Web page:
What the Cherish Act Could Mean for You

On Monday, January 29, Massachusetts state legislators came to Bridgewater State University to discuss what is commonly known as the Cherish Act. This bill would work to, among other things, recruit and retain quality staff and faculty, increase student support services, and create a path to debt-free public higher education. As this legislation has been in process for several years, we decided to take this opportunity to ask our lawmakers, Bridgewater State University staff, and student leadership how much this bill would mean for Massachusetts students. 

Senior and student trustee Zachary Allen (he/him) spoke about the importance of earning a degree, and how we cannot let affordability prevent us from that opportunity. Head of Student Accessibility Services Jenna Shales (she/her) shared how maintaining high-quality staff members ensures the best quality education and environment for students. President of the Massachusetts State College Association Maria Hegbloom, (she/her) who organized the event, highlighted how students and voters can support the bill through the State House.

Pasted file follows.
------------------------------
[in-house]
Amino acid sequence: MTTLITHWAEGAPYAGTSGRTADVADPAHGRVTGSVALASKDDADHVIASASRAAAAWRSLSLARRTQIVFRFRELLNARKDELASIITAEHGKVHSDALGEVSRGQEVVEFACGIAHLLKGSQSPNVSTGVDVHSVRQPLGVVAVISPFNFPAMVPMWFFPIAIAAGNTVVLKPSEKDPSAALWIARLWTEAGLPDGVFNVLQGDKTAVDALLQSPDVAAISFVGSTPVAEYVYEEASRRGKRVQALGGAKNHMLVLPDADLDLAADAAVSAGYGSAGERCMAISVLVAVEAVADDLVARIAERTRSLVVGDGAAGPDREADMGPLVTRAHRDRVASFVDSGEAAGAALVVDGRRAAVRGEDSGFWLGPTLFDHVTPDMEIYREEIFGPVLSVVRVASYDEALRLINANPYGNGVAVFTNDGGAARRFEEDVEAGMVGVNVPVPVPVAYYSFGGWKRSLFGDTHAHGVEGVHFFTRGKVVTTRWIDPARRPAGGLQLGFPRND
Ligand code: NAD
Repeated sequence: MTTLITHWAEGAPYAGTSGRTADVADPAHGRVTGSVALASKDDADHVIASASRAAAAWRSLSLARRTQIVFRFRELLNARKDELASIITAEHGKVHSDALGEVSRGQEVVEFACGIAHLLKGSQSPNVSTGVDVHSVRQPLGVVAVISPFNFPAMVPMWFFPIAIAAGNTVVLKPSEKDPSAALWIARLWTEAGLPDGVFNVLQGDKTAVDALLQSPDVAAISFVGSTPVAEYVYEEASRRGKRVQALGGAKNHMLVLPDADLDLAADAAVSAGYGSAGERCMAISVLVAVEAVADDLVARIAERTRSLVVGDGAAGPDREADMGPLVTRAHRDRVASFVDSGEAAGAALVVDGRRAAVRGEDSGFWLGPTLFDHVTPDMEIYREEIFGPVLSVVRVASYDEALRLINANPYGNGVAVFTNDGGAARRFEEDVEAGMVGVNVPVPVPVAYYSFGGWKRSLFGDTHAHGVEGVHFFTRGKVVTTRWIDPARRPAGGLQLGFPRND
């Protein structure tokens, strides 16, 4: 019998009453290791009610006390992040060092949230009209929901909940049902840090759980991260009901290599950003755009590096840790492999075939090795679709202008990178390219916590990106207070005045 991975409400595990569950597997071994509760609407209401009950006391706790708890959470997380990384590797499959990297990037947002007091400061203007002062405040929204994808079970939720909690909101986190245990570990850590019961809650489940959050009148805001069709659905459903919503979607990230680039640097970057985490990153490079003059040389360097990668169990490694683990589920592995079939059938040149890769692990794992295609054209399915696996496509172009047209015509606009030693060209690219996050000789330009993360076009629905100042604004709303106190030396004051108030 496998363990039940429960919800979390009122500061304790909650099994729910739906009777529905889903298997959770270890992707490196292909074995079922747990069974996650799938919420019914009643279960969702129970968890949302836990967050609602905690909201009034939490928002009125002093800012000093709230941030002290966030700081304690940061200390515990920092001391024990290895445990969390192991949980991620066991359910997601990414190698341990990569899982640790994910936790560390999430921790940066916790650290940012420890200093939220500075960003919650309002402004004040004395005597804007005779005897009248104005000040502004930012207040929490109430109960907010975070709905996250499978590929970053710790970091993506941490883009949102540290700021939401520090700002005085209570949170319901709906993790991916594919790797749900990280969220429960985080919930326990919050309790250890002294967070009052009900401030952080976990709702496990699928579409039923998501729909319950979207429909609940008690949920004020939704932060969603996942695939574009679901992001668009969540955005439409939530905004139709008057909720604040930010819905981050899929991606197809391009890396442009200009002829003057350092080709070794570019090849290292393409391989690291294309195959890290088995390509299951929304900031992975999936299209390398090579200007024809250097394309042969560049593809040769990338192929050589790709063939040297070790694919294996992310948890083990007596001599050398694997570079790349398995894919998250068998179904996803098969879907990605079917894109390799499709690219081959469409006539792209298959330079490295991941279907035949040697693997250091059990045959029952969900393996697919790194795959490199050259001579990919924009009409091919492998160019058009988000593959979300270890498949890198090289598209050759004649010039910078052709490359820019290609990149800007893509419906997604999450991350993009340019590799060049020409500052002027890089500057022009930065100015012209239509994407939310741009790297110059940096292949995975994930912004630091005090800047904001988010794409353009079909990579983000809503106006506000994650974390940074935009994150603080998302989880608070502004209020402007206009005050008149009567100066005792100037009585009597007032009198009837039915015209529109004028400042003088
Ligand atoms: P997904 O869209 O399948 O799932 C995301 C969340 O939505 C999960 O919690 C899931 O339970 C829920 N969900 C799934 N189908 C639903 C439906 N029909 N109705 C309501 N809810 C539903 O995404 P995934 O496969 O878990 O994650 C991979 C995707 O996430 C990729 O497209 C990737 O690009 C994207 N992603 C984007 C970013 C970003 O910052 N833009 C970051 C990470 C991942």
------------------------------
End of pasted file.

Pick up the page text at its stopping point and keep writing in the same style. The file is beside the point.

State Representative Carol Doherty (she/her) took the time to answer some questions about the bill. She stated as a member of the Massachusetts Teachers Association and a co-sponsor of the Cherish Act, she supports the bill immensely. Representative Doherty said that as the bill continues to be brought to committee, it continues to gain more and more support. There was also hope that even if this bill does not get passed as once piece of legislation, it may be passed as separate acts over time. This may be necessary, as Governor Maura Healey (she/her) continues to ask the legislature to “tighten their belts.”

The Cherish Act could change the trajectory of Massachusetts’ education system. As of 2023, free school lunches are provided to all K-12 students, as well as free tuition to all community college students over 25. There are also plans to expand the MassReconnect program to make community college free for all students. Currently amongst the states, Massachusetts ranks 37th in financial aid awarded to students and ranks 6th in the fastest increase in tuition and fees. The Cherish Act could correct this and place Massachusetts atop the country in terms of education standards.

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